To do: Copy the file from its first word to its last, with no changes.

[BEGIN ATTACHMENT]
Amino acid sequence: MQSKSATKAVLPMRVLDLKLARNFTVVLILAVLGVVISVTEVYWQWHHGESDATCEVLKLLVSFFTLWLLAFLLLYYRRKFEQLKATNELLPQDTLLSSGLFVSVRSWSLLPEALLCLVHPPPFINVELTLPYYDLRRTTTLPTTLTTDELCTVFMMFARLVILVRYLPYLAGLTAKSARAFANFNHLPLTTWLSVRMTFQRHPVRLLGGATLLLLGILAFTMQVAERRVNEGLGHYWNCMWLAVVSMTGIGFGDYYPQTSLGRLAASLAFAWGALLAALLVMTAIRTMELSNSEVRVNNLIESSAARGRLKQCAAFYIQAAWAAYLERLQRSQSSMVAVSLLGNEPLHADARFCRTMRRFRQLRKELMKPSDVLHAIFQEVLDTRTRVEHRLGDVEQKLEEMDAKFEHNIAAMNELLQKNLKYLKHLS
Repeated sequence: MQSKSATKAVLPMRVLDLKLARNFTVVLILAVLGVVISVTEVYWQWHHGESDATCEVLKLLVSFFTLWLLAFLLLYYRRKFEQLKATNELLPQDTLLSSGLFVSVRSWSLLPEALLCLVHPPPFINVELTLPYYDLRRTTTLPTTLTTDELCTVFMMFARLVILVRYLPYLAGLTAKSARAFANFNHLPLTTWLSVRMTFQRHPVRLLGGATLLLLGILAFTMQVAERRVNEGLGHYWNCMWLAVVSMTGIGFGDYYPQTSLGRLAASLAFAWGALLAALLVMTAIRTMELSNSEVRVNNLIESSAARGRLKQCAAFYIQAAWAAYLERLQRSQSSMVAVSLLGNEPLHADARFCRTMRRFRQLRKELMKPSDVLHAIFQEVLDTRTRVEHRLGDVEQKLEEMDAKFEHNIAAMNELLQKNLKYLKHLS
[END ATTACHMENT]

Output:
Amino acid sequence: MQSKSATKAVLPMRVLDLKLARNFTVVLILAVLGVVISVTEVYWQWHHGESDATCEVLKLLVSFFTLWLLAFLLLYYRRKFEQLKATNELLPQDTLLSSGLFVSVRSWSLLPEALLCLVHPPPFINVELTLPYYDLRRTTTLPTTLTTDELCTVFMMFARLVILVRYLPYLAGLTAKSARAFANFNHLPLTTWLSVRMTFQRHPVRLLGGATLLLLGILAFTMQVAERRVNEGLGHYWNCMWLAVVSMTGIGFGDYYPQTSLGRLAASLAFAWGALLAALLVMTAIRTMELSNSEVRVNNLIESSAARGRLKQCAAFYIQAAWAAYLERLQRSQSSMVAVSLLGNEPLHADARFCRTMRRFRQLRKELMKPSDVLHAIFQEVLDTRTRVEHRLGDVEQKLEEMDAKFEHNIAAMNELLQKNLKYLKHLS
Repeated sequence: MQSKSATKAVLPMRVLDLKLARNFTVVLILAVLGVVISVTEVYWQWHHGESDATCEVLKLLVSFFTLWLLAFLLLYYRRKFEQLKATNELLPQDTLLSSGLFVSVRSWSLLPEALLCLVHPPPFINVELTLPYYDLRRTTTLPTTLTTDELCTVFMMFARLVILVRYLPYLAGLTAKSARAFANFNHLPLTTWLSVRMTFQRHPVRLLGGATLLLLGILAFTMQVAERRVNEGLGHYWNCMWLAVVSMTGIGFGDYYPQTSLGRLAASLAFAWGALLAALLVMTAIRTMELSNSEVRVNNLIESSAARGRLKQCAAFYIQAAWAAYLERLQRSQSSMVAVSLLGNEPLHADARFCRTMRRFRQLRKELMKPSDVLHAIFQEVLDTRTRVEHRLGDVEQKLEEMDAKFEHNIAAMNELLQKNLKYLKHLS